Jancis Robinson’s wine writing legacy preserved by UC Davis

Wine writer Jancis Robinson has donated 40 years’ worth of personal archives, including tasting notes and private correspondences with fellow critic Robert Parker, to UC Davis in California.

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Jancis Robinson MW

The extensive collection, which will shed an uncensored light on many of Robinson’s recollections and opinions on wine throughout her illustrious career, will be made public from April of this year.

Among the papers currently being archived are tasting notes dating back to 1976, 275 notebooks recording Robinson’s travels around the world of wine, all of Robinson’s published work since her first (fashion) article written in 1965, and personal memos between Robinson, fellow wine critic Robert Parker and former British Prime Minister Tony Blair.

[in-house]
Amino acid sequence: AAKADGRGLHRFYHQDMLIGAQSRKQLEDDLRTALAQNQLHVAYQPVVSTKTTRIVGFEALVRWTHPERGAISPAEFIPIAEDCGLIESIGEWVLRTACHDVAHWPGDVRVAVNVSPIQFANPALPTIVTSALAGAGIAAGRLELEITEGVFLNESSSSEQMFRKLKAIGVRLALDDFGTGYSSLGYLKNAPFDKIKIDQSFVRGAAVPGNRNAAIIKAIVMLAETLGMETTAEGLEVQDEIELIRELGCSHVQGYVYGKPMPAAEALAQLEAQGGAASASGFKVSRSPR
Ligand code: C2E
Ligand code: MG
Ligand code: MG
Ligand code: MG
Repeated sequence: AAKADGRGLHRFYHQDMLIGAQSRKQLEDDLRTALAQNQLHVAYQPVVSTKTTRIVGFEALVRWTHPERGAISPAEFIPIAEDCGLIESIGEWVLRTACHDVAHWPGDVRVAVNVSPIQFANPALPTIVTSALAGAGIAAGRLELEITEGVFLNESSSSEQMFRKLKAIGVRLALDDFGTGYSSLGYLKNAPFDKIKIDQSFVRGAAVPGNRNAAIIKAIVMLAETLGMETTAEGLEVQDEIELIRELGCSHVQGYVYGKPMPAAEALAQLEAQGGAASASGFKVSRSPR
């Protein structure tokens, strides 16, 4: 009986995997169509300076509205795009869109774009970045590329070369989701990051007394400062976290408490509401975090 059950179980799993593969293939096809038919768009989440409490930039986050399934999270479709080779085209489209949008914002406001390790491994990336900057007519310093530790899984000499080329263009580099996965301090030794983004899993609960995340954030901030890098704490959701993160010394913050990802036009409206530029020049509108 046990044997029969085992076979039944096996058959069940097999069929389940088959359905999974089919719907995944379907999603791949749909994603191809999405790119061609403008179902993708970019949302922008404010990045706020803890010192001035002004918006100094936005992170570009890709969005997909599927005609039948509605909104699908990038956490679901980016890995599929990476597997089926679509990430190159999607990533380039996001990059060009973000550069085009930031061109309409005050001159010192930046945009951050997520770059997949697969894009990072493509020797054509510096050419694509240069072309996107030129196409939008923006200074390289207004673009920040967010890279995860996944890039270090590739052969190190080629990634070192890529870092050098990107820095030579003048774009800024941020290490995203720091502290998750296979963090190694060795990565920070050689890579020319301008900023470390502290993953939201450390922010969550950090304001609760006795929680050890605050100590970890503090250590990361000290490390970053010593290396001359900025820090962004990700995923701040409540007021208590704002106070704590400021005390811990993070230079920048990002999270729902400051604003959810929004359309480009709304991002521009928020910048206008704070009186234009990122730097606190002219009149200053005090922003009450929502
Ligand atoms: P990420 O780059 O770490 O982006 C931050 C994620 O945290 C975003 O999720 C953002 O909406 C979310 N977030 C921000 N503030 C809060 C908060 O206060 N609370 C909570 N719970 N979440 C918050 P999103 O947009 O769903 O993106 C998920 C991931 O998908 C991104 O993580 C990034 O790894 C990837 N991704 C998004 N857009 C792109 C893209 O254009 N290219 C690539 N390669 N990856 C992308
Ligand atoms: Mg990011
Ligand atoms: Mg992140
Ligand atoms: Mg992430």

“I feel extremely honoured that all my papers, notebooks, tasting notes and professional photographs have found a home in a part of the world that has been so important to me and my life’s work in wine,” Robinson said.

“It is a particular pleasure to be in the company of such towering figures in the world of wine as Hugh Johnson, Robert Mondavi and Maynard Amerine in the famous UC Davis Library.”

Robinson, who is still actively working as a wine writer and critic, gained her Master of Wine in 1984. She is the founder of JancisRobinson.com, wine correspondent of the Financial Times and currently advises the cellar of Queen Elizabeth II.

She is also co-author of The World Atlas of Wine and Wine Grapes and editor of The Oxford Companion to Wine.

Robinson’s work joins a collection at UC Davis that already features written works by other wine writers, including Hugh Johnson, Maynard Amerine and Harold Olmo, who helped establish UC Davis as a driving force in viticulture and enology, and industry leaders such as Robert Mondavi.

“Winemaking is an art — but so, too, is writing about wine,” said Axel Borg, wine subject specialist at the library. “Having the work of world-renowned wine writers here at the university library also provides a valuable resource for students learning the art of writing.”

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